Lifting High the Cross

Lifting High the Cross

One summer my sister and I decided to tour Washington National Cathedral in D.C., a stupendous Episcopal church and, as it happens, dedicated to the honor of Sts. Peter and Paul. We drove around, looking for a parking space. Finally spying one, I offered to stand guard over it while she inched up alongside the car in front, preparing to parallel park. 

Good move. As I planted myself possessively over our precious find, a mini-van halted directly behind her and in front of me. The passenger window slid open, and the driver called out, “That’s our space; we got here first!” “I’m sorry,” I pointed out, “we are in front of you.” “But we had our blinker on,” she barked.” We did too. I shook my head and stood my ground. She sputtered, “And you call yourself a Christian!” That was low. I snapped back, “‘Christian’ does not equal ‘doormat’!” She left. 

Jesus did not allow himself to be bested when the integrity of his message was at stake. A Temple, moneychangers, and a whip come to mind. There came a time, though, when losing himself out of love was his message. He had already “emptied himself” by becoming human; then he “humbled himself, becoming obedient to death” (Phil. 2:6-7). His faithfulness to the truth of his identity and his mission led him to choose death, on a cross no less, and by doing so, save the world.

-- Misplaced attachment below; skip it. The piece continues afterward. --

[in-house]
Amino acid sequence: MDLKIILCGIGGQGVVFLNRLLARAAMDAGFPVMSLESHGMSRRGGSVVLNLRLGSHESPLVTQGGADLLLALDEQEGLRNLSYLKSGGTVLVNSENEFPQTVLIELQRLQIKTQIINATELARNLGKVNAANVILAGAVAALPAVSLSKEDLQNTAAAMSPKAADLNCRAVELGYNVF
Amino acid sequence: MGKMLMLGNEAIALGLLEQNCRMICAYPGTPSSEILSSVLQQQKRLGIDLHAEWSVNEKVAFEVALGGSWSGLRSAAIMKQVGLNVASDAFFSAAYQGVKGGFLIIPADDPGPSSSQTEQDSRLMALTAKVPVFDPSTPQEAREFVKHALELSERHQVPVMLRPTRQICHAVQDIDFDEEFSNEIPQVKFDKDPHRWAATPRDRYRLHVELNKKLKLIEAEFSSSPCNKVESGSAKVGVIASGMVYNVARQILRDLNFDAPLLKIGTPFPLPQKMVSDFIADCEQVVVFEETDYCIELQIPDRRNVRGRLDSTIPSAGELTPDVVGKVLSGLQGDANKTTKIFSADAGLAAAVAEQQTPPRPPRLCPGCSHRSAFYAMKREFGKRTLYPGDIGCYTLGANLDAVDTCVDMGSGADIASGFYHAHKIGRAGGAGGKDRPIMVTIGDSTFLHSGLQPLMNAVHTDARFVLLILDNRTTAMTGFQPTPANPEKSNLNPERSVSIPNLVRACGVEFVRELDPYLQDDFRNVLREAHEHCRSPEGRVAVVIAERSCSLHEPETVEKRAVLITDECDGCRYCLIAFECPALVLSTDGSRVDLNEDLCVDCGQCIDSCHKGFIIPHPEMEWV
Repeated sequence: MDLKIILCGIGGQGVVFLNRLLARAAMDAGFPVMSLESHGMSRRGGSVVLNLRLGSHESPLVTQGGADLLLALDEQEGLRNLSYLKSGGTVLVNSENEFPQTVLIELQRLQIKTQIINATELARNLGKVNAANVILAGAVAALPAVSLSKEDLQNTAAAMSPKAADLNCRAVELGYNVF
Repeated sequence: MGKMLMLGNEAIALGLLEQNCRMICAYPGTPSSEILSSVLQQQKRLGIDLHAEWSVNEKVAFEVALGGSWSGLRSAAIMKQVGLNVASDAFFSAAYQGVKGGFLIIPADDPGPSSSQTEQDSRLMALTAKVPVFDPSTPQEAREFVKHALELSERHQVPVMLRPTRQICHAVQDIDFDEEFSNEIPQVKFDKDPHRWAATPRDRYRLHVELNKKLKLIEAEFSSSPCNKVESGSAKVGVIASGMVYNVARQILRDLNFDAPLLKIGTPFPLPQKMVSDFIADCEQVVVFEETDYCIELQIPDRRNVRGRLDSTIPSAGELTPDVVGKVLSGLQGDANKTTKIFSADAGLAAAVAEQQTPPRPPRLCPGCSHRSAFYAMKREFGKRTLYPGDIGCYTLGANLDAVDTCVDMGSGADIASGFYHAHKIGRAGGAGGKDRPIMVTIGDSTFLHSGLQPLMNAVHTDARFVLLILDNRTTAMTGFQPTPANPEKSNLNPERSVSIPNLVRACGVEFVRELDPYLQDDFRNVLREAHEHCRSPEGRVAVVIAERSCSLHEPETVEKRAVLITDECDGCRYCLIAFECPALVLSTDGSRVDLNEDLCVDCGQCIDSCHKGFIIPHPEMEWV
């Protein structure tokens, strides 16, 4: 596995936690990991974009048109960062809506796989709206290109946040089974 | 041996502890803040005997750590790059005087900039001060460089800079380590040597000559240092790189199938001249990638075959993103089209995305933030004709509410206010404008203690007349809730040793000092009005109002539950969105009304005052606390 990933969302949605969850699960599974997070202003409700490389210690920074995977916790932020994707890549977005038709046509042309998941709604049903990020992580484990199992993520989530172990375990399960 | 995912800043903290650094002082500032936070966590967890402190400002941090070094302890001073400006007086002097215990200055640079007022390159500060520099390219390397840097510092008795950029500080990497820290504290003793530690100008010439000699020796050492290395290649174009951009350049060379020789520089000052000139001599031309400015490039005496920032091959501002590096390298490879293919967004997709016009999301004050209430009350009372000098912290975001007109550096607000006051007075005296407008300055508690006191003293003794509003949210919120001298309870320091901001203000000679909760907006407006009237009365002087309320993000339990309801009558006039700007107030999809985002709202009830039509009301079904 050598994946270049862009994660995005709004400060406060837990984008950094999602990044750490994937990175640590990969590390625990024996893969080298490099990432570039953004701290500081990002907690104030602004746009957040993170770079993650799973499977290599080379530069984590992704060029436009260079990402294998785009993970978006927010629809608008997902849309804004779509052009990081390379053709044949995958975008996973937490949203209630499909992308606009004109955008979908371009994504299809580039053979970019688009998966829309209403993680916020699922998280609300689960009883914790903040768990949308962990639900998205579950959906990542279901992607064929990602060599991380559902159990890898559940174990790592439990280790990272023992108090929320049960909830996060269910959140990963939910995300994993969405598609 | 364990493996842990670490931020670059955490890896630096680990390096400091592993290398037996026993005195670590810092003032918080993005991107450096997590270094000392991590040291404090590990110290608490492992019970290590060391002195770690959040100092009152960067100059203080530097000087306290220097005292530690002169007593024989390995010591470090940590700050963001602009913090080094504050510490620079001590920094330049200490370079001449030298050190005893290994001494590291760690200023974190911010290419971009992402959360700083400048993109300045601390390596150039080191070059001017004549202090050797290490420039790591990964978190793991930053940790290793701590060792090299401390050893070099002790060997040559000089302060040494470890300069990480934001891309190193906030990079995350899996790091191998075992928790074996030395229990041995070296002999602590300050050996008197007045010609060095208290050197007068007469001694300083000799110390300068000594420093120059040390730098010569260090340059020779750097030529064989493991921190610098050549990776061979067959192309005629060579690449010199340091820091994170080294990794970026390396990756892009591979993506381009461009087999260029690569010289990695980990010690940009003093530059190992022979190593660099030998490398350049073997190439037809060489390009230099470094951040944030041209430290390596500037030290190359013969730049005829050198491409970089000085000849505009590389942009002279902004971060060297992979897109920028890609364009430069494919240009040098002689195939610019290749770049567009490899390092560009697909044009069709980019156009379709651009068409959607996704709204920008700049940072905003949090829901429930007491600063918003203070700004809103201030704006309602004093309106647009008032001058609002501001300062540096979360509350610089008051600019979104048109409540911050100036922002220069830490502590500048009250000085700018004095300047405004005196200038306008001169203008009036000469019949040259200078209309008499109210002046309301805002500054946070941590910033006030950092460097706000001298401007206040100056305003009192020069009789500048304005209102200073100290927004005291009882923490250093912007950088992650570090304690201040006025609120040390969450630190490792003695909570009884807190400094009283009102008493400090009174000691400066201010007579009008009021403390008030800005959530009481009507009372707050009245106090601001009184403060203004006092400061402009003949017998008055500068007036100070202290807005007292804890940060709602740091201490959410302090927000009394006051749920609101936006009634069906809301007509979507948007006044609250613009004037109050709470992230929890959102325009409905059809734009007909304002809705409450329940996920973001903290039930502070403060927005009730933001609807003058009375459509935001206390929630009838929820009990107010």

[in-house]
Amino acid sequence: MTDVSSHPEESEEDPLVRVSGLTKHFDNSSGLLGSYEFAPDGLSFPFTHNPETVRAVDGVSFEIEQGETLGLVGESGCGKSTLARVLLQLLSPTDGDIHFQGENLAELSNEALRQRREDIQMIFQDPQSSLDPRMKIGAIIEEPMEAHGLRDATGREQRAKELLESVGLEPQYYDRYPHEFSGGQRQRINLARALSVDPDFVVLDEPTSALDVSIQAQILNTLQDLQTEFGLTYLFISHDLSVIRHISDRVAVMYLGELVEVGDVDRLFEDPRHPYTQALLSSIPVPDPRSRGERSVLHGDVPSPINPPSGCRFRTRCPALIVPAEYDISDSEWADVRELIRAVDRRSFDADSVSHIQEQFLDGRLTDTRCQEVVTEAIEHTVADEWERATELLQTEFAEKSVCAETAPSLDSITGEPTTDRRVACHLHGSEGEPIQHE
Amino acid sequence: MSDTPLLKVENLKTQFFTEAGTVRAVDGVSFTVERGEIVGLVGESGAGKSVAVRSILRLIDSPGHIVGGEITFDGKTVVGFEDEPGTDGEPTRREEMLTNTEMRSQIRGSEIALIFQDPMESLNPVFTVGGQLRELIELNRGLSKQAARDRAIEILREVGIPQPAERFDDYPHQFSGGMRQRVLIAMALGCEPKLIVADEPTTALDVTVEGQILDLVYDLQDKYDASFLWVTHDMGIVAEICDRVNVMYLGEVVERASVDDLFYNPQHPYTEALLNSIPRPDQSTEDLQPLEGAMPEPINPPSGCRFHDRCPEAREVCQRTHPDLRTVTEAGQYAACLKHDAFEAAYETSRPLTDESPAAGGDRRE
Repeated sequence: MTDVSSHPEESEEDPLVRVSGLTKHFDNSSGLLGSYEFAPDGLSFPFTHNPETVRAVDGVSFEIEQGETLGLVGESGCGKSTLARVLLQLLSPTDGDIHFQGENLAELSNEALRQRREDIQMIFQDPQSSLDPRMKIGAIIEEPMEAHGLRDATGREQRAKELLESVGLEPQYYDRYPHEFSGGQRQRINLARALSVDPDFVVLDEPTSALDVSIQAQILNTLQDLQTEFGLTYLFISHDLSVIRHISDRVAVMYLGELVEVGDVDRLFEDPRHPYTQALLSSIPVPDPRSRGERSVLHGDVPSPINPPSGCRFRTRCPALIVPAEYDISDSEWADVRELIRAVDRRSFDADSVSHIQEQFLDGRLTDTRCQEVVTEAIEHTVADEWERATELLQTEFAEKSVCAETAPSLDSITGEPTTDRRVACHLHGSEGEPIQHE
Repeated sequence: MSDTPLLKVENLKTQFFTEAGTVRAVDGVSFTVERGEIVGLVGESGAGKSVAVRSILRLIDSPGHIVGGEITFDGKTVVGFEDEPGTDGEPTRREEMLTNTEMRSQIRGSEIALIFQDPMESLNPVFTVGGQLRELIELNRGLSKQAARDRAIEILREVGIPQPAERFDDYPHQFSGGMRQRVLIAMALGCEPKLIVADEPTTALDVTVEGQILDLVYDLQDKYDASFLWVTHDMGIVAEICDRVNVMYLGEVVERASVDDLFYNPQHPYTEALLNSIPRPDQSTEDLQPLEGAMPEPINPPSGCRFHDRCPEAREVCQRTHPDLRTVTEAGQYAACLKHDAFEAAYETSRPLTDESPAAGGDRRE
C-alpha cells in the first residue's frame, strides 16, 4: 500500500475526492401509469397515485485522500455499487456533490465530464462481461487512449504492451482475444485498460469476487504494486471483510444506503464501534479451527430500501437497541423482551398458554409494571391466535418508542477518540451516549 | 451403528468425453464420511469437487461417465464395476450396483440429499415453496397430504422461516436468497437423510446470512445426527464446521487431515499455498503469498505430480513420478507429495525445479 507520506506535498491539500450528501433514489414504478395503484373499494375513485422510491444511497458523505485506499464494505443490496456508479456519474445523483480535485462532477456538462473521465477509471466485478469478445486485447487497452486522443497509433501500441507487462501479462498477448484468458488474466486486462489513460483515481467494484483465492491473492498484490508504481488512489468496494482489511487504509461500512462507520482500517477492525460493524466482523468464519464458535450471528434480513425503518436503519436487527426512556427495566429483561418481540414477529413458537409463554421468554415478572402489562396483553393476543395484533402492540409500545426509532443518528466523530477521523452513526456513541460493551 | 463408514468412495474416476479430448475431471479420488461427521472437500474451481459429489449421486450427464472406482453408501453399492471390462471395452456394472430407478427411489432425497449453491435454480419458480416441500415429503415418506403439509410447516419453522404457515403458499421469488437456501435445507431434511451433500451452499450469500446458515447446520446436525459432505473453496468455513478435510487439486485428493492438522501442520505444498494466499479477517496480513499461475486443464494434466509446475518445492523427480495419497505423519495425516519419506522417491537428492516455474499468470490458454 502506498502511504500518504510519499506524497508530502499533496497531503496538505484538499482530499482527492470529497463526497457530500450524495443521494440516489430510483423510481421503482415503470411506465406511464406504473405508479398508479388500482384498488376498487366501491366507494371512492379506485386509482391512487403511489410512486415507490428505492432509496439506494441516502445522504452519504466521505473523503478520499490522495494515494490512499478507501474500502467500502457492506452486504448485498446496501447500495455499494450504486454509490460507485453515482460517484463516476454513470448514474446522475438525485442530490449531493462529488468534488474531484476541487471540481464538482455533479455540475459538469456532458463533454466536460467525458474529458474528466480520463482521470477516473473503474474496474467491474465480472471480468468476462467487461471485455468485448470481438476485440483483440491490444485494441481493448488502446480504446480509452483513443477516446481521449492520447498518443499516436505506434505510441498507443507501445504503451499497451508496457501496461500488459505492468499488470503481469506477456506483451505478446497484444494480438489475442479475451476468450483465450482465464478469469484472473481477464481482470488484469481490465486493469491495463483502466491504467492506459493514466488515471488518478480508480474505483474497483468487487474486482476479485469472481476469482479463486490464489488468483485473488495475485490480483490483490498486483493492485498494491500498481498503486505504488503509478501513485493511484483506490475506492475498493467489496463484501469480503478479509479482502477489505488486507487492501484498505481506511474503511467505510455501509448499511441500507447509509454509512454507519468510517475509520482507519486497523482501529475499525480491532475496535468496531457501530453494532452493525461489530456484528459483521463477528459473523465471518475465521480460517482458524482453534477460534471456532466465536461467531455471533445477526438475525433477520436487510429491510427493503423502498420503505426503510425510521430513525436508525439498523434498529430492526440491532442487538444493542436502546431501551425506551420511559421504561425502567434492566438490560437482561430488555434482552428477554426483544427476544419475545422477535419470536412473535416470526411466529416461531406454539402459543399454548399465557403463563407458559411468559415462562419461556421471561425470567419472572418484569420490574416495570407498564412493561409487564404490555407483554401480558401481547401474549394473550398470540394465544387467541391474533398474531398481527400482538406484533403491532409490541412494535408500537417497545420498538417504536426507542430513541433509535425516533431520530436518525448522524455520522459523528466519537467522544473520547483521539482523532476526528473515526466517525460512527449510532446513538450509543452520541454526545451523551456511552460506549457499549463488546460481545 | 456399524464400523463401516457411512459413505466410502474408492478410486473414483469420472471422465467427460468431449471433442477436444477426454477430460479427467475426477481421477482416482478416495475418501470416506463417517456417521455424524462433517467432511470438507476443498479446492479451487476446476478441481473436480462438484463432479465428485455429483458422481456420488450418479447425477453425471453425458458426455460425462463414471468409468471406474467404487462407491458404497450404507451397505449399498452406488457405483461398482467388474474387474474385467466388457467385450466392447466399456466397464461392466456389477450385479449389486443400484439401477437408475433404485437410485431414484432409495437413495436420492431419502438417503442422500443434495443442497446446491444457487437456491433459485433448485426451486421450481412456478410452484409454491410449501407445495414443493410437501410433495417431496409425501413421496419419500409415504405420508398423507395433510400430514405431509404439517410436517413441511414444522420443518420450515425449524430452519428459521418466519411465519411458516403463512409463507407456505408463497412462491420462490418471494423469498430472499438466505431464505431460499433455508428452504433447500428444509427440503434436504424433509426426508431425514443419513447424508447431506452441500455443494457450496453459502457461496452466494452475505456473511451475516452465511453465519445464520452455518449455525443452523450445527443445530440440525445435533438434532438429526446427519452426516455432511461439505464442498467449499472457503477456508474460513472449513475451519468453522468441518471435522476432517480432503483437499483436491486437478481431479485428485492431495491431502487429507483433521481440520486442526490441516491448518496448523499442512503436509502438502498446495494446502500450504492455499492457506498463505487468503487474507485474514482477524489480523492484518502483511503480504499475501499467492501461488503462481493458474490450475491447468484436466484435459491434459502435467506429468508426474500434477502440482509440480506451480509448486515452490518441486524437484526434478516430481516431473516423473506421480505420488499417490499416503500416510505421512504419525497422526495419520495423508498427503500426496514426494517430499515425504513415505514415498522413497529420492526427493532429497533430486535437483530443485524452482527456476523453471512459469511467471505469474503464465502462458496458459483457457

I’m afraid to be vulnerable. It leaves me open to possible abuse and exploitation. Even with an infinitely good God, it makes me feel powerless. That’s why I need the cross of Christ. I need a reminder of where vulnerability will surely take me and of the fact that it was a God, my God, who went there before me…and lives to tell the tale. This is where the Good News becomes Great News. He didn’t stop being vulnerable when he rose from the dead (think Eucharist), but his openness became undying life.